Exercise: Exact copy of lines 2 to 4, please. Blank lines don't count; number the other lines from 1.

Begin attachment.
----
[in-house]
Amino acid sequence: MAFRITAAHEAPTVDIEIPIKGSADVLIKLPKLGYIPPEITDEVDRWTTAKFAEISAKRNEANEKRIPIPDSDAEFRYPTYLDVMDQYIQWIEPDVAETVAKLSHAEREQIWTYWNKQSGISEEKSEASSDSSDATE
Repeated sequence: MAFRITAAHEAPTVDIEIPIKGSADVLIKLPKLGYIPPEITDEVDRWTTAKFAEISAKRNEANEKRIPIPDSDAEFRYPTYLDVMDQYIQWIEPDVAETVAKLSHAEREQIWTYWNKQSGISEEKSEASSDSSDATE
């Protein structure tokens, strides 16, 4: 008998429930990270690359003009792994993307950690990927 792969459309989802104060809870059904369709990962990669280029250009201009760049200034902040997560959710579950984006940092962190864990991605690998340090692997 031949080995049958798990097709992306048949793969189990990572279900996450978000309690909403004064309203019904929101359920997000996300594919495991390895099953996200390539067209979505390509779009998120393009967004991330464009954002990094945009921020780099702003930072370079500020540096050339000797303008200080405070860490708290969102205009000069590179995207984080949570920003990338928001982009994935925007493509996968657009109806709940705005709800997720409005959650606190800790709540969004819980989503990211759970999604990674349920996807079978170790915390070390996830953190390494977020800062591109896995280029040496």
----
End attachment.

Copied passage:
Amino acid sequence: MAFRITAAHEAPTVDIEIPIKGSADVLIKLPKLGYIPPEITDEVDRWTTAKFAEISAKRNEANEKRIPIPDSDAEFRYPTYLDVMDQYIQWIEPDVAETVAKLSHAEREQIWTYWNKQSGISEEKSEASSDSSDATE
Repeated sequence: MAFRITAAHEAPTVDIEIPIKGSADVLIKLPKLGYIPPEITDEVDRWTTAKFAEISAKRNEANEKRIPIPDSDAEFRYPTYLDVMDQYIQWIEPDVAETVAKLSHAEREQIWTYWNKQSGISEEKSEASSDSSDATE
């Protein structure tokens, strides 16, 4: 008998429930990270690359003009792994993307950690990927 792969459309989802104060809870059904369709990962990669280029250009201009760049200034902040997560959710579950984006940092962190864990991605690998340090692997 031949080995049958798990097709992306048949793969189990990572279900996450978000309690909403004064309203019904929101359920997000996300594919495991390895099953996200390539067209979505390509779009998120393009967004991330464009954002990094945009921020780099702003930072370079500020540096050339000797303008200080405070860490708290969102205009000069590179995207984080949570920003990338928001982009994935925007493509996968657009109806709940705005709800997720409005959650606190800790709540969004819980989503990211759970999604990674349920996807079978170790915390070390996830953190390494977020800062591109896995280029040496």